CATANI, FILIPPO;BARTOLOMEI, ANNA;KUKAVICIC, MINJA;TOFANI, VERONICA;CASAGLI, NICOLA;
2005

Abstract

Catchment scale hazard maps are invaluable tools for landslide pre-disaster planning and mitigation. Their contribution may also be of key importance in optimizing the general costs of implementation of risk management strategies. It is important, however, to adopt specific methodologies, targeting the prevailing types of mass movements in the area of interest. For example, the development of susceptibility models for slow deep-seated landslides at basin-scale requires a fairly different set of assumptions than in the case of prediction of first triggering in shallow landslides. This is the case of the Arno river basin (central Italy, ca. 9000 kmˆ2) where a 2004 inventory project sponsored by the River Basin Authority recognized about 26,000 slow deep-seated landslides out of a total of about 28,000 mapped mass movements. In this context it is clear that, for the spatial prediction of the reactivation of large landslide bodies, inventory maps have a fundamental role and the completeness of the database is a key factor. Prediction methods must primarily be aimed at obtaining or verifying such requirement through techniques able to reveal the position of hidden or not recognized mass movements. This is of paramount importance when using statistical methods that rely on known data to derive weighting factors. A new methodology for the automatic reconnaissance of susceptibility areas and the subsequent detection of possible hidden mass movements is presented here. The method relies upon a statistical weighting of typical landslide preparatory and morphometric factors, such as geomechanical classification, land cover, slope gradient, slope curvature and upslope contributing area. The overlay of preparatory factors generated a large (> 10ˆ6) number of unique condition units over the whole catchment. The weighting functions for the combination of the 5 independent variables have been obtained through the generation and validation of a series of neural networks able to predict, for each terrain unit, the degree of belonging to the class “landslide body”. Due to the large dimension and to the physical variability within the basin, the whole area has been split up in five different homogeneous physiographic domains. For each subdivision a different set of artificial neural networks has been prepared and applied. In general, the best predictors were found to be networks of the generalized regression (GRNN) type. Training and testing of the networks were carried out using chosen high-quality subsets of the inventory, in which the accuracy and completeness of the landslide mapping was known to be high (and improved substantially by dedicated field survey campaigns). Afterwards, the best predictors were applied to the whole physiographic domain and the classification results checked against the inventory itself. Average training errors range from 3 to 5%. More than 90% of mapped landslides are correctly classified by the predictors. Post-analysis field surveys showed that negative errors, i.e. mapped landslides not recognized by the method, may be ascribed either to mapping errors (commonly, soil creep or solifluction erroneously interpreted as deep-seated mass movement) or to differences in lithology not adequately reported in the geological maps used for the generation of terrain units. Positive errors (i.e. terrain units with high landsliding probability and no mapped landslides) were generated in many cases, as expected, by the presence of hidden landslide bodies that escaped the aerial mapping. The remaining positive errors most likely represent areas with marginal hillslope stability in which future movements can be expected. The final result of the research is an effective tool that could highly improve the definition of accurate landslide hazard and risk maps at basin scale.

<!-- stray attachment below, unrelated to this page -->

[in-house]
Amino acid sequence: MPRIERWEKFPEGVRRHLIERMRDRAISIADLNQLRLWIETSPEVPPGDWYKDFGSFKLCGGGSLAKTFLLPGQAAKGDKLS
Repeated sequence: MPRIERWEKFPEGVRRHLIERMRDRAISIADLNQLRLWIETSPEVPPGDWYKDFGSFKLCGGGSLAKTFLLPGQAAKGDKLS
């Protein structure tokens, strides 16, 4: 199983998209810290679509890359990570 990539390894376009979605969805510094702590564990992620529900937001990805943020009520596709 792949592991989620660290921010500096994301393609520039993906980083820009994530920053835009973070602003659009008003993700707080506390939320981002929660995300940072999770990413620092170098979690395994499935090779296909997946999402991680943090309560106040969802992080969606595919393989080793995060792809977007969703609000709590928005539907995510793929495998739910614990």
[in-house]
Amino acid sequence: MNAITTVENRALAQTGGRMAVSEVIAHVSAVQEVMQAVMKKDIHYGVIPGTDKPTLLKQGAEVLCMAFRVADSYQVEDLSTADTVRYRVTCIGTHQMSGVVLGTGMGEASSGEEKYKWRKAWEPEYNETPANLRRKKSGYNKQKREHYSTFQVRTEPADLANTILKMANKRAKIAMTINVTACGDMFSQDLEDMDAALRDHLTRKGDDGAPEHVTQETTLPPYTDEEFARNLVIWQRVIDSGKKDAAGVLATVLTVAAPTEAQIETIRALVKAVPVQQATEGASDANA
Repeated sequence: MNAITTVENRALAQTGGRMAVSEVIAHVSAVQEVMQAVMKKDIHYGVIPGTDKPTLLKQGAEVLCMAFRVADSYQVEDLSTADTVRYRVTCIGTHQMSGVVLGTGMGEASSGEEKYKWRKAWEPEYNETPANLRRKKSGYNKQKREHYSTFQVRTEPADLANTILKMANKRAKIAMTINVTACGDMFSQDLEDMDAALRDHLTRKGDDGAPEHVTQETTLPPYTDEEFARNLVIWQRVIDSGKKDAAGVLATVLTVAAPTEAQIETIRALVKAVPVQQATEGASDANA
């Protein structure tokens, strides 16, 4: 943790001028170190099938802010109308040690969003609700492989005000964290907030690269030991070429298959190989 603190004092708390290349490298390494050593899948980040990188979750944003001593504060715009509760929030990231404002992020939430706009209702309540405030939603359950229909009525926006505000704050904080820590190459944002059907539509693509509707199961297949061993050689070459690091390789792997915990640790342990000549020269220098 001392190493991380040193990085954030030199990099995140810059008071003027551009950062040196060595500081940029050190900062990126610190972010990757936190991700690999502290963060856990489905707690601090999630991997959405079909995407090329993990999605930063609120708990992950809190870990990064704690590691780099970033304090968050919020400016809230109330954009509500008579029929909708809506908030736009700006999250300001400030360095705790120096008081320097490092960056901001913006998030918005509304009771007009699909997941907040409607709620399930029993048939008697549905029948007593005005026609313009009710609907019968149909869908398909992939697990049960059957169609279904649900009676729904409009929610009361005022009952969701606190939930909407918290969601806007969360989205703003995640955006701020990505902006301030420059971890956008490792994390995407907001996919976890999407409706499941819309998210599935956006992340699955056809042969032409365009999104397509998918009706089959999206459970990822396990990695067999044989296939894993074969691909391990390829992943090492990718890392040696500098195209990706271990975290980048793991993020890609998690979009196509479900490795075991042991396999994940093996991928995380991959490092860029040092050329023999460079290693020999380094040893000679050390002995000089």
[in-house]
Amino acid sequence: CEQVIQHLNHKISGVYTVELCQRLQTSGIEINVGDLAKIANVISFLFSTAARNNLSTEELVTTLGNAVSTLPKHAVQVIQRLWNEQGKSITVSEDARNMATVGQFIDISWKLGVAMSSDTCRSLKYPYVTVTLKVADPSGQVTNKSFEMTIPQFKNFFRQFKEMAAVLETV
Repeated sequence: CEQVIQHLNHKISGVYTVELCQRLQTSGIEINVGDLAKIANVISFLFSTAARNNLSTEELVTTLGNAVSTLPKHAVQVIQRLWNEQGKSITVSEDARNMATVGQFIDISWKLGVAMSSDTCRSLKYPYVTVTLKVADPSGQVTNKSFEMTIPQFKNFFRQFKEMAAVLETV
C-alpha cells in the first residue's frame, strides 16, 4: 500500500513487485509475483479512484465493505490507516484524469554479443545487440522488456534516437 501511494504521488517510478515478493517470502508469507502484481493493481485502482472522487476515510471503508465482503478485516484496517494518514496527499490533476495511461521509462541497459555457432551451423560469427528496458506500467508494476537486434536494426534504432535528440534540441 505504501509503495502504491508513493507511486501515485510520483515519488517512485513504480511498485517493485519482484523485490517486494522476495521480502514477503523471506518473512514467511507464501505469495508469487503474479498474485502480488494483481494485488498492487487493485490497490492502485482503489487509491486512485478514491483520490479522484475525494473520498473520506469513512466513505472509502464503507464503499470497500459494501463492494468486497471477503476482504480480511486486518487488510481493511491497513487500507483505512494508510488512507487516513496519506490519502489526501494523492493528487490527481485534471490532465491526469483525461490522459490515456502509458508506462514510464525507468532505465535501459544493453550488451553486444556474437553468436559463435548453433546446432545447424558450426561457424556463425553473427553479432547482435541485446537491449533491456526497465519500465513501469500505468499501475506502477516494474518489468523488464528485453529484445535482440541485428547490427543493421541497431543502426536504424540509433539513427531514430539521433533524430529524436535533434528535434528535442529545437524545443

Catani F.; Bartolomei A.; Kukavicic M.; Tofani V.; Casagli N.; Sulli L.
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Utilizza questo identificativo per citare o creare un link a questo documento: http://hdl.handle.net/2158/385145